Forecasting Justice: How Forensic Meteorology Helps to Solve Crime

In the late 1800’s in upstate New York, Phinneas Dodd sued a local minister by the name of Duncan McLeod for $5,000 for the replacement of his barn. It had been particularly dry in New York that year, and the minister decided to organize a collective prayer to bring relief to the farmers. Though Dodd objected to the prayer as inappropriate tampering with nature, the constituents gathered anyway. An hour after the prayer had concluded, a storm system moved into the area, soaking the town with two inches of rainfall. Unfortunately, a stray lightening bolt hit Dodd’s barn full of hay, burning it to the ground. When McLoed refused to pay for the barn, Dodd took him to court, where the ruling found in McLoed’s favor. It was ruled that the minister had only prayed for rain, not lightening; the lightening bolt had been a gratuitous gift from God.


Written by: Tara Luther, Promega



Fast forward to 1916 when Charles Hatfield claimed he was able to make rain by using chemicals. The city of San Diego hired him to do just that, and shortly after Hatfield began working, one of the worst rainstorms in history struck the city. The storm washed out a dam, causing property damage and even loss of life. Almost $1 million in claims were filed against the city, but a court ruled that the storm was an act of God and not caused by Hatfield’s work.


Where Dodd and the citizens of San Diego failed was on the argument of causation. While the large rain events coincided with the organized prayers and Hatfield’s work, it was impossible to prove that the actions caused the rain to form.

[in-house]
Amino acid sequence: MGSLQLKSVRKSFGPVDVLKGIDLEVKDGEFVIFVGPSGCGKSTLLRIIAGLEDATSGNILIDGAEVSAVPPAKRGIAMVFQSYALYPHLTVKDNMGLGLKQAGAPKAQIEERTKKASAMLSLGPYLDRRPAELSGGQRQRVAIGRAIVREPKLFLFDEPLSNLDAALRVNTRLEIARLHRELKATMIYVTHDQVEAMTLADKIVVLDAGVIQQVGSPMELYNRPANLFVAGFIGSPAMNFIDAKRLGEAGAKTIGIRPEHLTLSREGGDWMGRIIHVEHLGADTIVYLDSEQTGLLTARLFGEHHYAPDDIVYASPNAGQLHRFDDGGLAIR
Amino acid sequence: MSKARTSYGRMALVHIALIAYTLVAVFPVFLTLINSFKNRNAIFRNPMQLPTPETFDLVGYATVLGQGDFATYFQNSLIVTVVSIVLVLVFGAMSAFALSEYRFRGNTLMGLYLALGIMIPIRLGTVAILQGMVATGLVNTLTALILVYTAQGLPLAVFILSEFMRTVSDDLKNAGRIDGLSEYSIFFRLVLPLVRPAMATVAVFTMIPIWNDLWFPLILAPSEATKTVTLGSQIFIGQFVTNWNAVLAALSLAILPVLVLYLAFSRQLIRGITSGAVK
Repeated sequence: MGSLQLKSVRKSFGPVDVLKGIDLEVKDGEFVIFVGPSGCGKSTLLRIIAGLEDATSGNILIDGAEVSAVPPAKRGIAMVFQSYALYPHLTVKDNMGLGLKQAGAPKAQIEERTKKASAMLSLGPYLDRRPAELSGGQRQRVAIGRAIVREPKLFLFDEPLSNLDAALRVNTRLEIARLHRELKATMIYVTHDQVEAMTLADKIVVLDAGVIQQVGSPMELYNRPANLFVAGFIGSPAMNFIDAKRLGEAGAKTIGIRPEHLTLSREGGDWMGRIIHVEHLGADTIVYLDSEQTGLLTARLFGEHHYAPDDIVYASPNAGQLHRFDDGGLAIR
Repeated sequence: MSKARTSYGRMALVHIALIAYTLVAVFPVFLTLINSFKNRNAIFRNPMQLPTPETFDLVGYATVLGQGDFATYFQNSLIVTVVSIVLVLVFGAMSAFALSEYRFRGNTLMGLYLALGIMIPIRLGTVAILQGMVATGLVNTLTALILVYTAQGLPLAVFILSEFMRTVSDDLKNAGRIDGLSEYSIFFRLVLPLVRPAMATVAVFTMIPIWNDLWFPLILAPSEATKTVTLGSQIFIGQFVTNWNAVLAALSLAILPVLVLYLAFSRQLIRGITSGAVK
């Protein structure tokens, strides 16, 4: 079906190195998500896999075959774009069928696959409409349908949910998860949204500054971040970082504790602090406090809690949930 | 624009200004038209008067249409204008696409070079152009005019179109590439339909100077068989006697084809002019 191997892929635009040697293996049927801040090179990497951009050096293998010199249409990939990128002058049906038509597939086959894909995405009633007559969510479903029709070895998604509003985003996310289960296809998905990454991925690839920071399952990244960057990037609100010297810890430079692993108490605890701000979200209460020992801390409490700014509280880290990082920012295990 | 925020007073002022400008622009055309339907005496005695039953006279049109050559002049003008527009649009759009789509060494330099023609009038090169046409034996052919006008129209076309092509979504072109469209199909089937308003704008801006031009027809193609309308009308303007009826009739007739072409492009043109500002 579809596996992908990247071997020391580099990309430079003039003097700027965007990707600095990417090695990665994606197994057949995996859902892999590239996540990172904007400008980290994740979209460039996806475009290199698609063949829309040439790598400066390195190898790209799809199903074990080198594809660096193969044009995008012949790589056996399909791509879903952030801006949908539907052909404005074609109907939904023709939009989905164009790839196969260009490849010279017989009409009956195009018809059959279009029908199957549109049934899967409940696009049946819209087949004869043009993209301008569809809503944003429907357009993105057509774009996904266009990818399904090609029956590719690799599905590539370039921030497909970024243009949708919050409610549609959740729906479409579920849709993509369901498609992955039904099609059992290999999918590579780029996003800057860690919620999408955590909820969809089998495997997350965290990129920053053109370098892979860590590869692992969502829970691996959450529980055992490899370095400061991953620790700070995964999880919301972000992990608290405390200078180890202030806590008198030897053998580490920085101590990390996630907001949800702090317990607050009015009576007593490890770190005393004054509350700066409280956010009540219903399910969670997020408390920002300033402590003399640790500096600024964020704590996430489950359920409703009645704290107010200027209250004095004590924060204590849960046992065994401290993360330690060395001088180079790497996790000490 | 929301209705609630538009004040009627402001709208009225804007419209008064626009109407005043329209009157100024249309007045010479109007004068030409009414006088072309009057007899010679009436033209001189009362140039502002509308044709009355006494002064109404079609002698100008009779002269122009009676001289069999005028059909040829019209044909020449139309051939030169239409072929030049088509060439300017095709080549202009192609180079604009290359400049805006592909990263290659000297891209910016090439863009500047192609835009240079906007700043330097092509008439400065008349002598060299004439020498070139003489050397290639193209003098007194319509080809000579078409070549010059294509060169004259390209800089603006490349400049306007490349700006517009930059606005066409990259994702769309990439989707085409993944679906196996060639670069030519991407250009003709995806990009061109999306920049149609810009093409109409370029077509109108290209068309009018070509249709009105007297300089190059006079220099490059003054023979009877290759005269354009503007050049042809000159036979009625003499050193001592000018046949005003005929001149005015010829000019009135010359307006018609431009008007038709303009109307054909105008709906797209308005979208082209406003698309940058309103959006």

In recent history, the situation in the courtrooms has begun to look a little different. In 2002, Michael Mosley was accused of bludgeoning two people to death in Troy, NY. Mosley had a cut on his hand that he’d claimed happened while he was snowboarding with his son. And since he was snowboarding, he couldn’t possibly have committed the murders. Yet, further investigation revealed that during the time of the murders, it was raining, and there was no snow to be found. While the prosecution could have relied on weather reports to refute Mosley’s alibi, they instead called in a forensic meteorologist who provided more detail, including radar maps showing precisely where the rain had fallen. The jury then found Mosley guilty of the murders, thanks, in part, to the expert testimony of the forensic meteorologist.



What is a Forensic Meteorologist?

Forensic Meteorology is the science of using historic weather records, atmospheric data, eyewitness accounts, and reenactment simulations to determine the weather conditions at a specific time and location for litigation purposes. They frequently visit the scene of the accident or crime to examine the terrain and conditions present.